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Scottish Labour’s night of the long knives

Devolution within the UK Labour Party came alive this week at Labour’s John Smith House HQ in Glasgow when  Johann Lamont showed her mettle in a cull of senior  party figures. Party General Secretary since 2008, Colin Smyth, will leave his post shortly, he announced to staff this morning. Rami Okasha, the party’s head of strategy, communications and policy, is facing disciplinary proceedings over alleged “insubordination”. In spite of warm messages of thanks in the party press release, both were forecast in last Sunday’s London Observer:

Few can deny that Johann Lamont has surprised many by how comfortably she has taken on the mantle of leader so early in her tenure. She underlined that last Thursday by besting Alex Salmond yet again at first minister’s questions. All is far from well, though, in the party of the people and the malady exists right at the heart of the party headquarters. Ms Lamont must sort this out very quickly if she is not to be consumed by the battles ahead; the independence referendum being simply one of several.

Kevin McKenna, former deputy editor of the (Glasgow) Herald and now executive editor of the Daily Mail in Scotland, was extremely rude about Smyth’s “leadership skills and the subtle arts of statecraft” and also about Okasha’s abilities. “I’m told there is a vacancy for a man of Mr Okasha’s qualities in Kazakhstan,” he quipped.

The Herald reports that the cull is the outcome of a turf war between Lamont’s office and Scottish HQ, and quote one source saying:

There is a perception that the top priority for John Smith House is the MPs, followed by Glasgow City Council, and then the Scottish Parliament.”

The Observer also suggested that Lamont “must be left alone to guide the party towards the Holyrood election in 2015“, implying that interference by Westminster MPs was an issue: “Just why some senior staffers brief Jim Murphy regularly on Scottish Labour party management is anyone’s guess,” said Kevin McKenna.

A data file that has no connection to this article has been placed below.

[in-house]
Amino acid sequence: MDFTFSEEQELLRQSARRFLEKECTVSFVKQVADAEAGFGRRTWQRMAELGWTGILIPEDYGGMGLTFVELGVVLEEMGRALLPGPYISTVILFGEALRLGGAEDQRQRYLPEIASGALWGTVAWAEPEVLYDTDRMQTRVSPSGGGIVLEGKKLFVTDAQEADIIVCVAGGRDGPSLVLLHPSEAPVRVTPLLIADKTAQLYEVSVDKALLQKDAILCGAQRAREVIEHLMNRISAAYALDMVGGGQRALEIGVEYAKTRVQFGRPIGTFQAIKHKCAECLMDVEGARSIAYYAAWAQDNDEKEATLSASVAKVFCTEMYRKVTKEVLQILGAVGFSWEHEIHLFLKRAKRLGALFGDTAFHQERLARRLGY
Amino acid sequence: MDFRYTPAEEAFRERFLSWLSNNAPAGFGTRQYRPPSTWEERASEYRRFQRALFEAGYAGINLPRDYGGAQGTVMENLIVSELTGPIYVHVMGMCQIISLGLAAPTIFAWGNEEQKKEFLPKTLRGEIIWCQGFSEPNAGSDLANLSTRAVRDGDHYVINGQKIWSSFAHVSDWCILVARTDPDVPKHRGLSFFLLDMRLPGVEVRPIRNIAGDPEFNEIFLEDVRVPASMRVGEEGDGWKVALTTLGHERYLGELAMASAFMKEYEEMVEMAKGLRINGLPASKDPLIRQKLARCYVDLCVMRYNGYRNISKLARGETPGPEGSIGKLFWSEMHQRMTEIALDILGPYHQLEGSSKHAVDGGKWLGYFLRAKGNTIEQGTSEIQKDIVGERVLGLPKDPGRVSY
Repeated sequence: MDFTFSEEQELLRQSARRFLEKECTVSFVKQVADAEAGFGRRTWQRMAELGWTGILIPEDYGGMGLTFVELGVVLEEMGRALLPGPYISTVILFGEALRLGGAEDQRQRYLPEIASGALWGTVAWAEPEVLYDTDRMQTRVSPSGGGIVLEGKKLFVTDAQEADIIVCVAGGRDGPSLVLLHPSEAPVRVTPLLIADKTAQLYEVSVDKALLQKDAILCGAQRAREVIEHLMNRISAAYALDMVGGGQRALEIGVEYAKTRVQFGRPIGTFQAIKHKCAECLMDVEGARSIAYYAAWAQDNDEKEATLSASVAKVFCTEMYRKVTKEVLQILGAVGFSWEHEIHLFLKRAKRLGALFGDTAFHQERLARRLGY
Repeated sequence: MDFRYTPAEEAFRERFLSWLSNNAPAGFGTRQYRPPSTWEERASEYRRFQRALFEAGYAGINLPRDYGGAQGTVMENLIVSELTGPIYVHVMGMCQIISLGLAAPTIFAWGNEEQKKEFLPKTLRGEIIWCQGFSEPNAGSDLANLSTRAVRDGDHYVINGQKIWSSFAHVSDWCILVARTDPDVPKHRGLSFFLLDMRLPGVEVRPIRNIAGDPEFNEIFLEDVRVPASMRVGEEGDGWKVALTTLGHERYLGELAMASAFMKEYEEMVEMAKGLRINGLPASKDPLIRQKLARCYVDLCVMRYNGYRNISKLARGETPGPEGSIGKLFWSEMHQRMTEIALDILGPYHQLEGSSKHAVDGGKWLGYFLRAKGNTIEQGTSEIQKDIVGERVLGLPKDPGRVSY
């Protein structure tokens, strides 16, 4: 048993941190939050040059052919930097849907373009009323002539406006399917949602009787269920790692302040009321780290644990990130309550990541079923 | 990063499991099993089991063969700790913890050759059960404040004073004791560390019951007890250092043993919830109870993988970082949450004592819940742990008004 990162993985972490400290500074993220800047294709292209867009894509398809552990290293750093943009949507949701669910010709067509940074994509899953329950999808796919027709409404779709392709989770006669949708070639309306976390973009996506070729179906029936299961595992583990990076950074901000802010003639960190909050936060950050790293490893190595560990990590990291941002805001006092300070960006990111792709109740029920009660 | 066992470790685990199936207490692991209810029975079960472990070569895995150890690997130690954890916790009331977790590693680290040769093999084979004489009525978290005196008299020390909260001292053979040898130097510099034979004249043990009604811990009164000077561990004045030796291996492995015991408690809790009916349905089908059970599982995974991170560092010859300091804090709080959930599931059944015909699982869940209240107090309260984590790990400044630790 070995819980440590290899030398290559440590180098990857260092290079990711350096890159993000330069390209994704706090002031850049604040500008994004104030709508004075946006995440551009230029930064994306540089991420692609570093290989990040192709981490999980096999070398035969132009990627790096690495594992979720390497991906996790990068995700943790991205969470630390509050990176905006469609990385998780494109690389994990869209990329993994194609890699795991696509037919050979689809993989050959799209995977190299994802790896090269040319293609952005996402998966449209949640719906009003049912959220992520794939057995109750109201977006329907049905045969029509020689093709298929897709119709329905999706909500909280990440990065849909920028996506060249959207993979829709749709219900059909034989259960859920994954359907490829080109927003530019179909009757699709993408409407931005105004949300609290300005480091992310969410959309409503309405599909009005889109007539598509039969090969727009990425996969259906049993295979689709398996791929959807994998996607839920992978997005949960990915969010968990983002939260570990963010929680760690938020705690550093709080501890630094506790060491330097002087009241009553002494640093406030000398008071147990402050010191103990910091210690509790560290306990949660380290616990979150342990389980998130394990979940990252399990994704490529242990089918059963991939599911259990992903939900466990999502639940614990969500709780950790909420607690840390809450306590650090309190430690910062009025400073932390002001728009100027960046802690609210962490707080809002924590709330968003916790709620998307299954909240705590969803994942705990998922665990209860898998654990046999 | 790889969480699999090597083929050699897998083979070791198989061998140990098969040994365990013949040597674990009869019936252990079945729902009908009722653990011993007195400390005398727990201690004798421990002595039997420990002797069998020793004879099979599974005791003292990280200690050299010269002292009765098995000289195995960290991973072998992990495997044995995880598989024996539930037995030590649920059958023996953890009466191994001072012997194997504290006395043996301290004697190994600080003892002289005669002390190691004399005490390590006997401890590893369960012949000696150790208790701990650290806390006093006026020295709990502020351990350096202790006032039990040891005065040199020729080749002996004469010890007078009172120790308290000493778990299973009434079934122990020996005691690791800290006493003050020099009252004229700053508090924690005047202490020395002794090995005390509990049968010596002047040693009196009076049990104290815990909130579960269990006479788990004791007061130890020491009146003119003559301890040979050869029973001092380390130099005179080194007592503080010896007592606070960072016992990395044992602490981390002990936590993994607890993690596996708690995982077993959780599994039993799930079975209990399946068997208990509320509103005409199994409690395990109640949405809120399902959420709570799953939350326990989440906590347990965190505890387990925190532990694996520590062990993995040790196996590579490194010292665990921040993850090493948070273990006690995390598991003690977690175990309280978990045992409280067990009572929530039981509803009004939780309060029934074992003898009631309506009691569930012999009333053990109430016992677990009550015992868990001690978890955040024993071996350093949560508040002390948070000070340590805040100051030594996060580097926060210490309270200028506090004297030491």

It seems clear that the outcome of this “turf war”, thanks to Lamont’s decisive action, will be a more unified Scottish leadership and organisation of the party focussing on Scottish politics and based in Edinburgh. That is welcome and we have confidence in Johann Lamont who we backed for the Scottish leadership. However, some party members might also like to see a little more accountability within the Scottish party rather than simply the the transfer of control of a centralised, authoritarian model of party organisation from London to Edinburgh.

Nevertheless, devolution of power to the Scottish Labour is to be welcomed. Some party members in Wales will also be following these developments, perhaps including the much criticised Dave Hagendyk (General Secretary of Welsh Labour).


  1. mike says:

    How does this decisive action and earlier descriptions of Johann as a left victory sit with her latest policy annoucements abour ending universalism and the “something for nothing culuture” – more here

    1. Jon Lansman says:

      I think the answer, Mike is not comfortably. Ending universalism is not a position which in my view should be taken on the left. However, the Scottish Government (like the Welsh government and English local government) are still subject to enforced Whitehall austerity (and might still be even if they were independent but remained within the Sterling area). In those circumstances, free access to university education would not be as high a priority for me as it has been for the SNP which is close to Scotland’s business sector and keen to protect its middle class voters even if it also poses as being to the Left of Labour on some issues. I shall endeavour to get some Scottish comment on the issue which I agree is worth examination.

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